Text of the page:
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The Aerospace Industry Isn’t Ready for Flying Cars

RELATED EXPERTISEAerospace & Defense, Automotive & Mobility

The Aerospace Industry Isn’t Ready for Flying Cars

Here’s What OEMs and Suppliers Must Do to Capitalize

June 7, 2018 By Matt Aaronson , Mike Mester , Greg Mallory , and Susumu Hattori

After decades of false starts, the idea of flying cars is shifting from a science fiction fantasy to a functioning reality. Projections for the size of the market vary widely, depending on the economics of the underlying technology and how the vehicles will be regulated. Yet there’s broad consensus that a market for the technology will emerge in the next decade, and we believe that the worldwide fleet size could grow to at least 200,000 vehicles.

For aerospace OEMs and suppliers, the prospect of flying cars represents a significant new business opportunity. Yet actualizing this opportunity will require a dramatically new operating model, with product development cycles that are shorter than those associated with traditional passenger aircraft, a much larger base of potential customers, higher production volumes, and lower price points. But aerospace companies are not ready. 

Aerospace OEMs and suppliers should immediately start taking steps to capitalize on this opportunity. Success will require a clear understanding of the nascent market’s characteristics, as well as the first-mover advantages that accrue to forward-thinking organizations. 

A Tipping Point in Technical Credibility

For decades, aerospace companies have been trying—unsuccessfully—to create a market for short-range on-demand air transport. A helicopter boom in the late 1970s was the closest the industry has come to realizing the vision of intracity air travel. But high costs, noise complaints, and safety problems limited the aircraft to a tiny number of urban heliports.

Today, the industry is on the verge of creating a workable model for flying cars. Key underlying technologies such as autonomous flight systems, electrical propulsion, and battery-based energy storage have all advanced rapidly and are near a tipping point. Electric batteries likely need one more big step forward—a key capacity milestone is 400 watt-hours per kilogram, which may take up to a decade to achieve. But even conservative estimates project that commercially viable vehicles could be in the market by the mid-2020s. Early prototypes based on these technologies are in development, and some of them have already gotten off the ground for short test flights. 

Several trends are coalescing to boost demand for flying cars. First, the transportation infrastructure in many developed-market cities is dilapidated, and there is little appetite for making the kind of investments that are needed to upgrade it. Urban populations continue to grow twice as fast as the overall population, leading to an infrastructure spending gap of $18 trillion, according to the World Bank. Most mobility infrastructure was built for automobiles, yet rapid urbanization has led to traffic-choked roads and millions of frustrated commuters.

Moreover, there is widespread interest and investment in flying cars, from OEMs (both inside and outside the aerospace industry), transportation providers such as Uber, software developers, and venture capital investors. Investment in the technology thus far is approaching half a billion dollars.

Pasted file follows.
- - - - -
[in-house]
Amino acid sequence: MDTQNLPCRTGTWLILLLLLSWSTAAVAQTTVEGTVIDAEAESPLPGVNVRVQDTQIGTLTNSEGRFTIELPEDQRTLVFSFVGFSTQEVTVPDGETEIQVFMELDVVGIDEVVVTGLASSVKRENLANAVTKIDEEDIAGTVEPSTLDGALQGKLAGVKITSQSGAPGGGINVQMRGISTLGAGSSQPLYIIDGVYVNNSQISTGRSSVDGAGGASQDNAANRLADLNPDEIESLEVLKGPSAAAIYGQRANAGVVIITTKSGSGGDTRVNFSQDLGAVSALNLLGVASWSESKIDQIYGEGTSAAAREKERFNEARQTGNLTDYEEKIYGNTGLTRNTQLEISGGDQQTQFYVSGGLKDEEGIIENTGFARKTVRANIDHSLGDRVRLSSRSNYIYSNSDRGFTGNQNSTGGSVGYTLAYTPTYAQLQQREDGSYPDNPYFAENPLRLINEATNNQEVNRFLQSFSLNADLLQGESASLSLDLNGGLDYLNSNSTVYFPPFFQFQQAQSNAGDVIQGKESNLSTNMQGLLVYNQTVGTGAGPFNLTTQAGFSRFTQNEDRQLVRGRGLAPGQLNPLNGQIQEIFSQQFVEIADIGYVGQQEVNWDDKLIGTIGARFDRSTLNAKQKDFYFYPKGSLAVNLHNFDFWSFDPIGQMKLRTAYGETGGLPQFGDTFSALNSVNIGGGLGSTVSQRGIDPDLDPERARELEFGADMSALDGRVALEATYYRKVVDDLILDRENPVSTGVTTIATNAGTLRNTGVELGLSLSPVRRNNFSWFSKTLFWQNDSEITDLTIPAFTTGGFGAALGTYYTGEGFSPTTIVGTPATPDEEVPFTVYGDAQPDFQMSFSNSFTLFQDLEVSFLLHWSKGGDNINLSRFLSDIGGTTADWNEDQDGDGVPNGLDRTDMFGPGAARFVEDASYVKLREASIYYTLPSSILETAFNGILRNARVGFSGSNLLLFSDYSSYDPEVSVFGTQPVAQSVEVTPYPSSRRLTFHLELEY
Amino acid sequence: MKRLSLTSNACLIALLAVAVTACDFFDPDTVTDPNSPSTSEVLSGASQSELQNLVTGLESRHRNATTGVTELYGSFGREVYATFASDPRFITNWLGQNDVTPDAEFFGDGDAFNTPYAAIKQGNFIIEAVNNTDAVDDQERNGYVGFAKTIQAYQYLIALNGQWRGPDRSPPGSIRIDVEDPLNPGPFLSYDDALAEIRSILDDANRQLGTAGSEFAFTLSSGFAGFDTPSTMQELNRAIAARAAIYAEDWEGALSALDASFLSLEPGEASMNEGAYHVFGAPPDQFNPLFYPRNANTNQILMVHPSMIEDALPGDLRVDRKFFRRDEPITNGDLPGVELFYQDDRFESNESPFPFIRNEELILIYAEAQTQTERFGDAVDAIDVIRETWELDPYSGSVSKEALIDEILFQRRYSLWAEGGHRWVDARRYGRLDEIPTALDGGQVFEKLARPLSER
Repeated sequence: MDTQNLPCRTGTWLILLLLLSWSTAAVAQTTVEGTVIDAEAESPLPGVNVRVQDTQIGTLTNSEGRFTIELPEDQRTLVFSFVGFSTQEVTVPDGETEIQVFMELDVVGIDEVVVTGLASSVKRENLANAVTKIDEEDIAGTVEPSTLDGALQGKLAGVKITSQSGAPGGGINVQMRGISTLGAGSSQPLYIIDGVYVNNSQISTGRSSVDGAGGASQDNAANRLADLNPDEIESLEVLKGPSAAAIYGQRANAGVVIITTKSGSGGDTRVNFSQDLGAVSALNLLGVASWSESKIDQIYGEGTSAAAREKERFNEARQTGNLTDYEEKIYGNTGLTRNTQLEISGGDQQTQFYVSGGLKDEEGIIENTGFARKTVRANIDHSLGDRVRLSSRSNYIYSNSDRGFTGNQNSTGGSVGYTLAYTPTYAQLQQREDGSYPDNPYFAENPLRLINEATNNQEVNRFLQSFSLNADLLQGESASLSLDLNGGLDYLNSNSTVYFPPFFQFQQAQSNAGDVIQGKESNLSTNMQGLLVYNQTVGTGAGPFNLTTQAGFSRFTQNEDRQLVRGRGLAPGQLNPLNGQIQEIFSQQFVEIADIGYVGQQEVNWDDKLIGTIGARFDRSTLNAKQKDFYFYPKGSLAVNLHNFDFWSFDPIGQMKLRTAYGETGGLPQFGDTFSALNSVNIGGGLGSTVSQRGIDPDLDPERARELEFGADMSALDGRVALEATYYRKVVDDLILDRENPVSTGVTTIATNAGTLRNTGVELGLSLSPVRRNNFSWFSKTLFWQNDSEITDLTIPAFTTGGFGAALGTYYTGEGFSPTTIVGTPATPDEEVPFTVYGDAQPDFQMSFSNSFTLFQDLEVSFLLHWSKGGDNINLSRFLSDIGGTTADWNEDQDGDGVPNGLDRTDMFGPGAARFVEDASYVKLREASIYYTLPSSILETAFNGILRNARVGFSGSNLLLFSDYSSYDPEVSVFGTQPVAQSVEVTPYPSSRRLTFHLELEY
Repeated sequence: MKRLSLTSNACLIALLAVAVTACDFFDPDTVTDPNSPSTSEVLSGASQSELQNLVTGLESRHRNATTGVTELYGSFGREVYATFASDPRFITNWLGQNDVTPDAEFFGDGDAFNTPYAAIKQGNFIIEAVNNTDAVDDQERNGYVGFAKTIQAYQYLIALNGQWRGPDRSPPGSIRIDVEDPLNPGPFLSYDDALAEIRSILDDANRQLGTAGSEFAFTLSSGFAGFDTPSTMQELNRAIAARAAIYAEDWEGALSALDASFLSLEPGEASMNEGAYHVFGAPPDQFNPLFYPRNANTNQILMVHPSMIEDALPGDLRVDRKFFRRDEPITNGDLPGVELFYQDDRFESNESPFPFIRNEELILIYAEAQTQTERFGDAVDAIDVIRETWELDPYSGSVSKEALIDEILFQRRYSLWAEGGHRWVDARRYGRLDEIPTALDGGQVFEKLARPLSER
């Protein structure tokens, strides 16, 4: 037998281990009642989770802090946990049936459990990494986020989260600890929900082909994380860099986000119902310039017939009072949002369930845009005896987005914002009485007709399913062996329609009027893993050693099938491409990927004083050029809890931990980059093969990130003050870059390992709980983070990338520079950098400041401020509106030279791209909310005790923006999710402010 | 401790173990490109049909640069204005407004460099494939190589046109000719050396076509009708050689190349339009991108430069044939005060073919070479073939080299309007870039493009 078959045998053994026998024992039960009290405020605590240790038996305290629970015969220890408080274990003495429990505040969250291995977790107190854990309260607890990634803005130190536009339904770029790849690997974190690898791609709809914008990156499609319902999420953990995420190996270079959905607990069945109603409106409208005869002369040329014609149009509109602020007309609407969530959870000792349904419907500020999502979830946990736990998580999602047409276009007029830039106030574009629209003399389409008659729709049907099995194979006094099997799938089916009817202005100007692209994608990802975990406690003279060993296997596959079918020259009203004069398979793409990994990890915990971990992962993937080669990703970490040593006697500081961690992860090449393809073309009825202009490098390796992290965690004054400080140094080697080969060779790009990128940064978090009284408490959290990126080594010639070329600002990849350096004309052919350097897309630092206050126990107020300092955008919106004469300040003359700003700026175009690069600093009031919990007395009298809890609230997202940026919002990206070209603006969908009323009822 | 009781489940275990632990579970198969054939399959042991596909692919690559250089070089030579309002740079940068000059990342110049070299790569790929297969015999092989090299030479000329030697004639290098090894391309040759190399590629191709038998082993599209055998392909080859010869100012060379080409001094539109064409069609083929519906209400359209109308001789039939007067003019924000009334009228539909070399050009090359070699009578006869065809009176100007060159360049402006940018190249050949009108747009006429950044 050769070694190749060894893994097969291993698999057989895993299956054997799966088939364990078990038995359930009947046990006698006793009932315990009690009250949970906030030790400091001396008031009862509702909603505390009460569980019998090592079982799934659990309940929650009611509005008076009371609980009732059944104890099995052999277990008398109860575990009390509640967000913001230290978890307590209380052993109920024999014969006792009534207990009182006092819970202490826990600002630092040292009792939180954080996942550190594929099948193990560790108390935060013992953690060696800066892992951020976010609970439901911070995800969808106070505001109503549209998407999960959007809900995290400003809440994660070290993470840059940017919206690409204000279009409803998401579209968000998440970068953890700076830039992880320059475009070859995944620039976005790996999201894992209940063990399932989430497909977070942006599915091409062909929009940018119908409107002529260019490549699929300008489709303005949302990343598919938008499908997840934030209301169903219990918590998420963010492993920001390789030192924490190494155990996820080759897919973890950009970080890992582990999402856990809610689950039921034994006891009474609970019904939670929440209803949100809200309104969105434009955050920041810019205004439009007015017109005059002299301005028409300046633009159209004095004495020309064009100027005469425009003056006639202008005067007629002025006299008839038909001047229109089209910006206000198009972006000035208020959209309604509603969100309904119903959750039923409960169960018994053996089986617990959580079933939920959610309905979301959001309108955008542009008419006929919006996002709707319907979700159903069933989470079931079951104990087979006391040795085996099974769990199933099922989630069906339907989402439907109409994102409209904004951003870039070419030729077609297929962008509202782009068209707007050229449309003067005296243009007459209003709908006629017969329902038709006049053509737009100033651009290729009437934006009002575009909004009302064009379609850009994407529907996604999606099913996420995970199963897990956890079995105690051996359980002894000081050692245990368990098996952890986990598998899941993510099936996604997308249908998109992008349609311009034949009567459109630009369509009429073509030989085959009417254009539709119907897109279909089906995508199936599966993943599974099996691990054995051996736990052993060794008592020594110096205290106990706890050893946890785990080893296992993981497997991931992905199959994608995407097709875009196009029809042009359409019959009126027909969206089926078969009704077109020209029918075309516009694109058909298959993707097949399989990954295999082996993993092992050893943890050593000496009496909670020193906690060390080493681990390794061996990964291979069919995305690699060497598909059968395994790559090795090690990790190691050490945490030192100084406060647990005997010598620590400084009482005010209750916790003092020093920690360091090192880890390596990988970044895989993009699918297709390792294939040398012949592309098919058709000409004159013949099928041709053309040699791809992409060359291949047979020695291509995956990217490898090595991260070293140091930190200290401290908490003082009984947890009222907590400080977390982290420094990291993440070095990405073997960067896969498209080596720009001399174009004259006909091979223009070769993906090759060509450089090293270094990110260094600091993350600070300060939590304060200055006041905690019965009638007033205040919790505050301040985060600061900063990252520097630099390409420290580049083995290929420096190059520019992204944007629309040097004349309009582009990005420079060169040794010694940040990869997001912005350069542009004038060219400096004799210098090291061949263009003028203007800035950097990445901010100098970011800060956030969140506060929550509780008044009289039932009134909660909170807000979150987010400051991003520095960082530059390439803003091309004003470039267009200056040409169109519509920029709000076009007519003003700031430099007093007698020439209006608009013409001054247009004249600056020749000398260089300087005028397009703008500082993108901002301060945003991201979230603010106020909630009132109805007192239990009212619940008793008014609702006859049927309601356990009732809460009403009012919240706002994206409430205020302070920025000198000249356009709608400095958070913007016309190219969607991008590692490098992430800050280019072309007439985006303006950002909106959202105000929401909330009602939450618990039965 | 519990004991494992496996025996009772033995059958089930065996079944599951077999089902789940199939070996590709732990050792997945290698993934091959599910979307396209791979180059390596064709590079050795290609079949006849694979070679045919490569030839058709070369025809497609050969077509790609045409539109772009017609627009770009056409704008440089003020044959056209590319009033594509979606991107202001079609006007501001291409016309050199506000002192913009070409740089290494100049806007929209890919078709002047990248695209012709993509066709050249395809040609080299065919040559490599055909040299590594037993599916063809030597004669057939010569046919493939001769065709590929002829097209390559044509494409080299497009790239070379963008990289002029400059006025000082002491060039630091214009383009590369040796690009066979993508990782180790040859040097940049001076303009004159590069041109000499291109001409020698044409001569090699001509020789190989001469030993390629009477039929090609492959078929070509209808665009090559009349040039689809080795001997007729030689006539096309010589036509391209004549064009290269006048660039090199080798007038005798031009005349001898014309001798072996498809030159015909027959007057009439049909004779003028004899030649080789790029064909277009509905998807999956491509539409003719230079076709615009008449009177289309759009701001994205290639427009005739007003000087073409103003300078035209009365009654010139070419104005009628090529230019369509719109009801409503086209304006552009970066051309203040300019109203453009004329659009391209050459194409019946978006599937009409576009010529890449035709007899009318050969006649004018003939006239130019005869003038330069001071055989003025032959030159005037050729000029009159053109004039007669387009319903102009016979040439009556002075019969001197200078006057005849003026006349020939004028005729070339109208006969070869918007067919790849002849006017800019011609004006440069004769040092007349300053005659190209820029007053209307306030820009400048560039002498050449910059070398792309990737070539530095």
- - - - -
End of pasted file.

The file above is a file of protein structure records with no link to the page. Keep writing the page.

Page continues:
Four Scenarios for the Size of the Market

The ultimate market size is still unclear and will depend on the economics of the technology and how regulatory issues (relating to such concerns as airspace, noise, and the ability to build support infrastructure) pan out. We anticipate four potential scenarios by 2030. (See the exhibit.) 

Toys of the Rich. In the most conservative scenario, flying cars are considered “toys of the rich” that could supplement today’s helicopter market and would be aimed at an exclusive population subset that is not price sensitive. The result of this scenario is a small market: fewer than 10,000 flying cars in operation worldwide.

AirBlack. In the second scenario, flying cars would replace black-car service in cities. In all likelihood, individuals would not own or operate the flying cars, which would be confined to operating within specific, predefined areas. Total fleet size worldwide: 200,000 vehicles. 

Mass Transit. In the third scenario, flying cars replace mass transit as a means for ferrying large numbers of people across high-density point-to-point routes—for example, between neighboring cities or between airports and city centers. This would require a large infrastructure investment for heliports, leading to an overall fleet size of 8 million vehicles. 

The Jetsons. At the other extreme is a Jetsons-inspired scenario, in which flying cars replace automobiles as the primary form of personal transportation and a heliport graces every lawn. In this scenario, flying cars transform the concept of transportation, and the worldwide fleet eventually grows to more than 60 million vehicles. 

Aerospace OEMs and suppliers must not try to project the size of the market. Rather, they should work to understand the implications for manufacturing and for their business models. Consider that a modest estimate of 200,000 vehicles worldwide is about five times the number of commercial aircraft the industry currently expects to build over the next 20 years. The challenge for leadership teams is to start preparing. 

New Requirements for Aerospace Companies: Faster, Smaller, Cheaper

Unlike traditional aircraft, flying cars will require a manufacturing model that is based on high volumes, a low product mix, and affordability. Development, design, and engineering will need to be much faster than those of current timelines for getting certified aircraft to market. Owing to the rapid progression of technology, product cycles are likely to last only a few years rather than the more than 20-year cycles that are typical in the aerospace industry. However, safety and reliability standards will need to be just as stringent.